Caring for a family loved one can be a rewarding experience, but it can also be overwhelming. The family caregiver is only human, and they need both emotional and practical support to maintain a healthy self. Joining a local support group is one solution to help the family caregiver feel less isolated, and it provides the opportunity to be around people who know exactly what they’re going through.
The benefits of joining a support group.
Research has shown that participating in caregiver support groups has many benefits and can significantly improve the quality of life for the caregiver and their family.
- Caregiver support group members can validate each other’s experiences to help confirm that what you’re feeling is normal.
- They can provide you with a place to ask for advice and find useful resources to support your family situation.
- Support groups can help a caregiver feel less lonely, isolated or judged.
- Group meetings will give you a chance to step away from caregiving which can help reduce distress, depression or anxiety.
- Caregiver support groups can help you have a clearer understanding of what to expect with your situation as time goes on.
How to find the right support group.
- Search Online. Using keywords like “caregiver support group” or “caregiver network” should deliver local website results to get you started. Eldercare Locator, a public service of the U.S. Administration on Aging, is another resource to help connect a family caregiver to local groups, support organizations, and services.
- Start a Conversation. Another great way to find a caregiver support group in your area is by speaking with organizations that work with local seniors. Community organizations, including local charities, senior-focused programs (like a Meals on Wheels), senior centers, faith groups, and senior care companies (like a local FirstLight Home Care) are well connected in the community and can give you recommendations.
- What’s Right for You? Are you looking for a condition-specific group, a support group that is peer-lead or lead by a trained facilitator? Are you looking for a group that is online or can be available by telephone? Having a better understanding of the types of groups that are available for what you need right now is important. You can always consider another type of group as your needs change.
What questions should you ask and what can you expect?
Support groups are not all the same. You will need to ask questions to find out if a specific group is right for you and to give you a better understanding of what to expect from the group.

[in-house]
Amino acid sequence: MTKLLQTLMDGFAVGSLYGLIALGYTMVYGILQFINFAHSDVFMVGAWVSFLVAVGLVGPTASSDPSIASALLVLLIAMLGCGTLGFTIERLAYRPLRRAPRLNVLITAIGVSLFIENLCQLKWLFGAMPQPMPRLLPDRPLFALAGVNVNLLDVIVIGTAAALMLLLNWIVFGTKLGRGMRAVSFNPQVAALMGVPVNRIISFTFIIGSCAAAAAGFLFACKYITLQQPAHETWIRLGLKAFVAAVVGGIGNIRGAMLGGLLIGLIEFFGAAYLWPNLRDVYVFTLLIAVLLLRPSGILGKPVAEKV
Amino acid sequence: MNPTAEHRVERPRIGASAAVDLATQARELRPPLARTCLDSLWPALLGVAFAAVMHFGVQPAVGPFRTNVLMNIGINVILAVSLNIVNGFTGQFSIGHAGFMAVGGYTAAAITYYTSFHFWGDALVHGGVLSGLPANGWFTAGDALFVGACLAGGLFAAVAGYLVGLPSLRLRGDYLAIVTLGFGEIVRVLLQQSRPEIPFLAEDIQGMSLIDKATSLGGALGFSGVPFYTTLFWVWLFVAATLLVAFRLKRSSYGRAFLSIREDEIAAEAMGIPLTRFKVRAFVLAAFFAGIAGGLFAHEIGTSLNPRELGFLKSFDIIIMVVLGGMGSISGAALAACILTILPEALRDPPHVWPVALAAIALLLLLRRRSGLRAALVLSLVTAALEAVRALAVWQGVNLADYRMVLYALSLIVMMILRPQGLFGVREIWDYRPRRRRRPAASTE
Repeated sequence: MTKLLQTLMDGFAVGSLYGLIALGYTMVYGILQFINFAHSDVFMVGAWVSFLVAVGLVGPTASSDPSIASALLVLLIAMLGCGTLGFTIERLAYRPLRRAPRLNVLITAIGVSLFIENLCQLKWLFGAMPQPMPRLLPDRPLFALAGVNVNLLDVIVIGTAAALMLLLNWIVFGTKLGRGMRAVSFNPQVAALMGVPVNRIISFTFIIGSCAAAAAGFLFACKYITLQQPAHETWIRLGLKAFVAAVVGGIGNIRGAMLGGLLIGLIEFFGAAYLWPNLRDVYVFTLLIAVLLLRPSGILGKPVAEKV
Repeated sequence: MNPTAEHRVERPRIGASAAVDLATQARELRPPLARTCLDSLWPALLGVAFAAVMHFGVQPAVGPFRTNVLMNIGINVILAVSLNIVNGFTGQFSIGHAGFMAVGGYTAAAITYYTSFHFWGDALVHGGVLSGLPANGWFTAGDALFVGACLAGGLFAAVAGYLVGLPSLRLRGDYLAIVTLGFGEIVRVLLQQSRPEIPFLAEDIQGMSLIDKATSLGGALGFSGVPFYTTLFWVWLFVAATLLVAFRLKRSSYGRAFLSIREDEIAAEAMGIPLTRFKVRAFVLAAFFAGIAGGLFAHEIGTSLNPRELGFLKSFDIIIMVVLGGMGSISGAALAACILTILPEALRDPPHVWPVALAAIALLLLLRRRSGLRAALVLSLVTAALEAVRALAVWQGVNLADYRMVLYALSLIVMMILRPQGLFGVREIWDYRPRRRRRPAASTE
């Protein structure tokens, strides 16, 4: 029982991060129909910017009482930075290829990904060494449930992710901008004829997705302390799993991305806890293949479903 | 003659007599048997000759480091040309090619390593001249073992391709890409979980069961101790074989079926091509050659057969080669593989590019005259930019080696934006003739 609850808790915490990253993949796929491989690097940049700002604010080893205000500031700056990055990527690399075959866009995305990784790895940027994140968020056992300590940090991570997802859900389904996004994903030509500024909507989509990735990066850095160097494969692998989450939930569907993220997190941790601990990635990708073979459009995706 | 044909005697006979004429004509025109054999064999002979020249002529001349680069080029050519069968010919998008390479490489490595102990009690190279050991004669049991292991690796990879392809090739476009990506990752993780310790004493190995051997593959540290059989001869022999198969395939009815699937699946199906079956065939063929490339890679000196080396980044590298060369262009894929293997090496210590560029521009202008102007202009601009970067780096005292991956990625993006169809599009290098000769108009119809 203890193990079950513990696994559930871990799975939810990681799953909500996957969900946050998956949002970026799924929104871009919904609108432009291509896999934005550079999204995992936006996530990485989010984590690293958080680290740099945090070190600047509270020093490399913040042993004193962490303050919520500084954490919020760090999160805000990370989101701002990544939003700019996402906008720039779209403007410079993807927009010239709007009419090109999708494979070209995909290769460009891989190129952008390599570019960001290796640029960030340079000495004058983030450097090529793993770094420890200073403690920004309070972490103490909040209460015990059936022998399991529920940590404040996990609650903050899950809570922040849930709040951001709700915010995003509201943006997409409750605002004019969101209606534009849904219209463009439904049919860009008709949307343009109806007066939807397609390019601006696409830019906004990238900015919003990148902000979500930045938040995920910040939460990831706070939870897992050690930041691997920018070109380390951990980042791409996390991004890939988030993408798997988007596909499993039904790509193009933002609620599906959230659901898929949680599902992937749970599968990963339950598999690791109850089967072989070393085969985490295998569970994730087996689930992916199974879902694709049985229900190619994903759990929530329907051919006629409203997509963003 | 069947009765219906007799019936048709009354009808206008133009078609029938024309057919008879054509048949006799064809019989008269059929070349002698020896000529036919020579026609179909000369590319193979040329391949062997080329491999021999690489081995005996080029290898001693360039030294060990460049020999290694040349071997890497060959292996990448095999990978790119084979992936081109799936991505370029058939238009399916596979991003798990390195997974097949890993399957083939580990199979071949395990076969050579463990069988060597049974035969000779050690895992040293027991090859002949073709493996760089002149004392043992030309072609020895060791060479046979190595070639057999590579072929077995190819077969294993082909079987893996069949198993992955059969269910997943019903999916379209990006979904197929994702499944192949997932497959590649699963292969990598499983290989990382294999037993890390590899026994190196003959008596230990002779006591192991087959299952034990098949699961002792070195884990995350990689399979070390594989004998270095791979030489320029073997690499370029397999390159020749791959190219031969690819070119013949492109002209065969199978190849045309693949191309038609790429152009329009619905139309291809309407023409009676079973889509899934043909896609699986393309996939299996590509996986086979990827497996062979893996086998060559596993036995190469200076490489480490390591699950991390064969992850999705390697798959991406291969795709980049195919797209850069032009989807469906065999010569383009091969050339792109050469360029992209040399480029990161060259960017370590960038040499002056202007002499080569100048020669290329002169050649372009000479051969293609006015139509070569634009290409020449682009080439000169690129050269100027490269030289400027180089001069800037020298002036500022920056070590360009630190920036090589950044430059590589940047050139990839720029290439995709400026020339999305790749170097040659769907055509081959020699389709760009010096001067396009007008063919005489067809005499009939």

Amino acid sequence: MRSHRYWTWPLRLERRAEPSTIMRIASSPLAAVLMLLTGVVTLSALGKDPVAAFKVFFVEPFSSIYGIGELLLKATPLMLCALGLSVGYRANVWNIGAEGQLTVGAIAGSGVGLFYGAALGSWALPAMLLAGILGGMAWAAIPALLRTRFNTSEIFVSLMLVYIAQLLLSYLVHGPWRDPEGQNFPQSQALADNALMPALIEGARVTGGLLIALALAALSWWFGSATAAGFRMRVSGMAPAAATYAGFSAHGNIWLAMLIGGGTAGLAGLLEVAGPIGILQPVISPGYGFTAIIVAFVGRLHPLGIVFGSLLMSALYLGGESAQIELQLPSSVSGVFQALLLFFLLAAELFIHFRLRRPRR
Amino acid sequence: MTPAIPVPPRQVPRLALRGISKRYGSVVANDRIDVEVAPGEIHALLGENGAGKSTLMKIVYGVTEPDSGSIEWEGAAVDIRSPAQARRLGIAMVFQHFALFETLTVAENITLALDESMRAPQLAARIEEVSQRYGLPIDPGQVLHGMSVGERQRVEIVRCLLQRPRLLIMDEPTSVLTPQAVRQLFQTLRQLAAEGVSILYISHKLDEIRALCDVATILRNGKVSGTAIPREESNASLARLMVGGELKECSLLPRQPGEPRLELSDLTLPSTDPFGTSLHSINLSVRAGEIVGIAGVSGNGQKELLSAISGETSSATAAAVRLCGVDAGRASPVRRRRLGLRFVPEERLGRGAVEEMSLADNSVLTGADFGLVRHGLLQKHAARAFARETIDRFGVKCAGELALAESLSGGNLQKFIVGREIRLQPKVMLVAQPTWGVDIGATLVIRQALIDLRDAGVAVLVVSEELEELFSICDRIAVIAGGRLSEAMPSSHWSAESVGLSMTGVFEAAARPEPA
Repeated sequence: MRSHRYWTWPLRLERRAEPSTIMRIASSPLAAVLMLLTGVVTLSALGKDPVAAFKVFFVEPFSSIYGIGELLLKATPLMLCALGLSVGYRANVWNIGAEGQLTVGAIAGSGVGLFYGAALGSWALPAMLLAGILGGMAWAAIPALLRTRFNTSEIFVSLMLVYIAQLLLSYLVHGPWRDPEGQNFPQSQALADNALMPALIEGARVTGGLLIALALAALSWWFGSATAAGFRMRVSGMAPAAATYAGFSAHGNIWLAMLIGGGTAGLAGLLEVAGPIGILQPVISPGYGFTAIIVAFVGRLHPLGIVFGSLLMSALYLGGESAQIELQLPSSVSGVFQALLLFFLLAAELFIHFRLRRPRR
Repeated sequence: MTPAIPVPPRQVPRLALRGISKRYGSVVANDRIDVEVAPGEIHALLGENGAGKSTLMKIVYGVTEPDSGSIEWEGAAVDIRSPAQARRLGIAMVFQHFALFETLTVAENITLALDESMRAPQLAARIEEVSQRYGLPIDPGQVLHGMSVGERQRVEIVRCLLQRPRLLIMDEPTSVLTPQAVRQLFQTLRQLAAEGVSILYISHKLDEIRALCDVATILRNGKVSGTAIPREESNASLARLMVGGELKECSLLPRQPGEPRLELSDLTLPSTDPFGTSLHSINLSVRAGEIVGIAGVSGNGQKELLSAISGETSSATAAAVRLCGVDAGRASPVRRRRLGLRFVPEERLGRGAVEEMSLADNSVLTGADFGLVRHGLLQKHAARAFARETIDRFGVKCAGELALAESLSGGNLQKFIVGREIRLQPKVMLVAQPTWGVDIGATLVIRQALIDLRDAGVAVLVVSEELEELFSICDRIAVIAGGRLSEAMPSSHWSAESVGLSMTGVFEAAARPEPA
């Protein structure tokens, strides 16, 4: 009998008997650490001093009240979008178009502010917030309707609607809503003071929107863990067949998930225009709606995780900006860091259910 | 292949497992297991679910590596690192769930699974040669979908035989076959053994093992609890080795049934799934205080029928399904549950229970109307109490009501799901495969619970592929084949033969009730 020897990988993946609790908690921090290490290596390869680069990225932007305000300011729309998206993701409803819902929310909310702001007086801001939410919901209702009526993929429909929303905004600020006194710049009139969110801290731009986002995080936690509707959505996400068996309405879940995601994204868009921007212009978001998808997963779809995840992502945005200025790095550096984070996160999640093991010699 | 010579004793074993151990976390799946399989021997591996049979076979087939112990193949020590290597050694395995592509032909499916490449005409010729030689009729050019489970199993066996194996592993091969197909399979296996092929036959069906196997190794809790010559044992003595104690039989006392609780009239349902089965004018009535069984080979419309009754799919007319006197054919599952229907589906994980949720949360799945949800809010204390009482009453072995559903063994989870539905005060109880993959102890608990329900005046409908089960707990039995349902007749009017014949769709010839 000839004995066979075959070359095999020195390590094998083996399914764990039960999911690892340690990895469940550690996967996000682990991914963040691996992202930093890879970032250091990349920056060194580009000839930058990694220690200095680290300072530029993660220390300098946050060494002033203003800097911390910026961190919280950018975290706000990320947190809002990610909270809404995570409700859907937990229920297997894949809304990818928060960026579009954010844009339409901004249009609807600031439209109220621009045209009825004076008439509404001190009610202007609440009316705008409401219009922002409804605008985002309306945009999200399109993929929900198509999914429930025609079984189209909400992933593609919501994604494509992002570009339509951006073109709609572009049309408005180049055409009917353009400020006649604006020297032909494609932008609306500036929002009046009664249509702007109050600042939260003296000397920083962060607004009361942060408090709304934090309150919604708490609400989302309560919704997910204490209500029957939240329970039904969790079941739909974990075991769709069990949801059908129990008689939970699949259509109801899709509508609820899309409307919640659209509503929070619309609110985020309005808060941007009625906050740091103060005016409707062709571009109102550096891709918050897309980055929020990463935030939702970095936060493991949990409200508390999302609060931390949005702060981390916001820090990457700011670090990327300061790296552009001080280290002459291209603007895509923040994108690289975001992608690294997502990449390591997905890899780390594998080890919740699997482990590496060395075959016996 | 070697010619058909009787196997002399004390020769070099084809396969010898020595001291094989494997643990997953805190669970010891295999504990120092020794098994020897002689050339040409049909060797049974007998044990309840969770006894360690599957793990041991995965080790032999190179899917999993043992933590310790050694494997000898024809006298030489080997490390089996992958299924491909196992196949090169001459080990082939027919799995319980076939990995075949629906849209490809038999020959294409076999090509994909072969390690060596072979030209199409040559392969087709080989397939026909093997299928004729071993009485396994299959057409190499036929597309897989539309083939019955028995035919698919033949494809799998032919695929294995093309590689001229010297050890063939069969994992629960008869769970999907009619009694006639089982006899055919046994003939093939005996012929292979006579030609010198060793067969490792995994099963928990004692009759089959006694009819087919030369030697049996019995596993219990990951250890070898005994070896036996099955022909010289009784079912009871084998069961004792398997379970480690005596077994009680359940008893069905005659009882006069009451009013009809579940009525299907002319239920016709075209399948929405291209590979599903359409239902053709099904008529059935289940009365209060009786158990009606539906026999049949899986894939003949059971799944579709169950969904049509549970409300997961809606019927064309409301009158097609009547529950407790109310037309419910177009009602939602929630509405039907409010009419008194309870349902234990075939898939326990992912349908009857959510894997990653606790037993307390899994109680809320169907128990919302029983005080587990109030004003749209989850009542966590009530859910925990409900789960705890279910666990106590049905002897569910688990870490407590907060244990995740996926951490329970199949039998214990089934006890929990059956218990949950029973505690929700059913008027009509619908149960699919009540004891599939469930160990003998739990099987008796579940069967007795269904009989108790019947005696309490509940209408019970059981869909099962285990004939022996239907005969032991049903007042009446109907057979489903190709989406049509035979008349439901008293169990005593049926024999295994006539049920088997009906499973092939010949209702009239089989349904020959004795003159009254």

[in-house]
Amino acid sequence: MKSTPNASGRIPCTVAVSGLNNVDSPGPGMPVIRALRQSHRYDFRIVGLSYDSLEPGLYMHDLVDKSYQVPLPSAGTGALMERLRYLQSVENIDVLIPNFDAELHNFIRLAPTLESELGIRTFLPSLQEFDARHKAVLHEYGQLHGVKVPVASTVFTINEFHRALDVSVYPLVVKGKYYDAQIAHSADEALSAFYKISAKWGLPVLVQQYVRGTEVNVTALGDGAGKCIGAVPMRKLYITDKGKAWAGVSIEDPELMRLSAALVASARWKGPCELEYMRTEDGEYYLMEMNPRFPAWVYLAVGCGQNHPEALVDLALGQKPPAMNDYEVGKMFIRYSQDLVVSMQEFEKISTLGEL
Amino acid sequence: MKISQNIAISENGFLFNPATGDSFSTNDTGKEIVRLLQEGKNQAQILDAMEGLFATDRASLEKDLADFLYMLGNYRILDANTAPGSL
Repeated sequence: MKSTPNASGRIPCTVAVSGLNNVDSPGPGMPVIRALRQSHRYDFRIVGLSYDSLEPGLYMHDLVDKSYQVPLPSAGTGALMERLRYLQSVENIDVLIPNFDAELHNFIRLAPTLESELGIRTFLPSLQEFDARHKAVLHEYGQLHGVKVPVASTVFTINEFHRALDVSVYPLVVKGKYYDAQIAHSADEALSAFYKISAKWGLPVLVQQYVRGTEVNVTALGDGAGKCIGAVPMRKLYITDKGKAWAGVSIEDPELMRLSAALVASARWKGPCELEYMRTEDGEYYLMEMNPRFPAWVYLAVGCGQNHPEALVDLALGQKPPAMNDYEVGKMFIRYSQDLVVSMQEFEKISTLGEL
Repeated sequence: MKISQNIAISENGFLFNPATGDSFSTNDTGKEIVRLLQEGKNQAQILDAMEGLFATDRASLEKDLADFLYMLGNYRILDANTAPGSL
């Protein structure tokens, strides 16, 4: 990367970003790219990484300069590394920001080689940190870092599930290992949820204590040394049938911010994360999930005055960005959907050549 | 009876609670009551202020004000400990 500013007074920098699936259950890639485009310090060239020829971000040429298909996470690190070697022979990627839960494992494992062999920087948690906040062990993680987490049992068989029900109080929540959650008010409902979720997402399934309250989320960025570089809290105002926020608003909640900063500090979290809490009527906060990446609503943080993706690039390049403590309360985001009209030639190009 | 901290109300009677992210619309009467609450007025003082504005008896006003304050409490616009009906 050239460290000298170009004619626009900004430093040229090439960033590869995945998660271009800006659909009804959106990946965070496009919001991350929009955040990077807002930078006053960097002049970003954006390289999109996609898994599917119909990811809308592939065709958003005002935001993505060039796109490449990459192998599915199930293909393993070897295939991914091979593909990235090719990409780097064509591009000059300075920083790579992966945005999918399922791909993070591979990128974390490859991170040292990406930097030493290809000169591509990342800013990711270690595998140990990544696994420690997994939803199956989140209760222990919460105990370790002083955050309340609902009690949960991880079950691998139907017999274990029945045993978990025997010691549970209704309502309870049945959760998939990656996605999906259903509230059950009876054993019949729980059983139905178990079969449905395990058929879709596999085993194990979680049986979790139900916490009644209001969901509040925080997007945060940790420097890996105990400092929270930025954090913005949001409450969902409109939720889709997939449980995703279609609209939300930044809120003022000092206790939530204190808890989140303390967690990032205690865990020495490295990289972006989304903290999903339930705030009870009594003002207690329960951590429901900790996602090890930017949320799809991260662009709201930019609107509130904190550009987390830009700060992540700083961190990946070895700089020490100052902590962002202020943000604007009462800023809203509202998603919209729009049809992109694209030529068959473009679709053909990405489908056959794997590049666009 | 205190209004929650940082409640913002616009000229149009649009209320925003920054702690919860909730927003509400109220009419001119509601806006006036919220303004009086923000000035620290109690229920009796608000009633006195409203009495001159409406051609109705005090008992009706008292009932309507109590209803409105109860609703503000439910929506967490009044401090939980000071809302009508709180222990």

- Understand the structure of the meetings. Some groups have a trained leader, others don’t.
- Peer-led support groups have group leaders that have been in a caregiving situation and can share their first-hand experience and resources.
- Trained facilitator support groups are led by social works, clergy, psychologists or other professionals. They will provide a place to share, but they will also provide services to support your situation – including educational programs, elder or legal aid, adult day-care providers and other elder care related professionals.
- Ask about the group’s confidentiality policy. You’ll want to find a group that maintains a high level of confidentiality of the conversations had within the group.
- Do not feel like you must jump in and divulge everything right away. Typical support groups create an environment where members are free to discuss problems or share news as soon as they feel comfortable doing so.
- Go in knowing that most groups are free. You should not feel pressured to join an association or pay dues.
- Don’t feel obligated to stay with a group if it doesn’t feel right for you.
When you decide to join a caregiver support group, keep an open mind. Many caregiving challenges are very similar – including the overall emotional stress, dealing with the healthcare system, caregiver burnout, day-to-day caregiving demands, and the challenges of managing another person’s care in addition to your own family and personal life.
Regardless of your specific situation, a well-run caregiver support group will provide you with a safe space. The group should be a place for you to share stories, discuss your feelings and get/give advice with people who can relate, without judgment.
Knowing that you are not alone in your family caregiving situation can make a world of difference.
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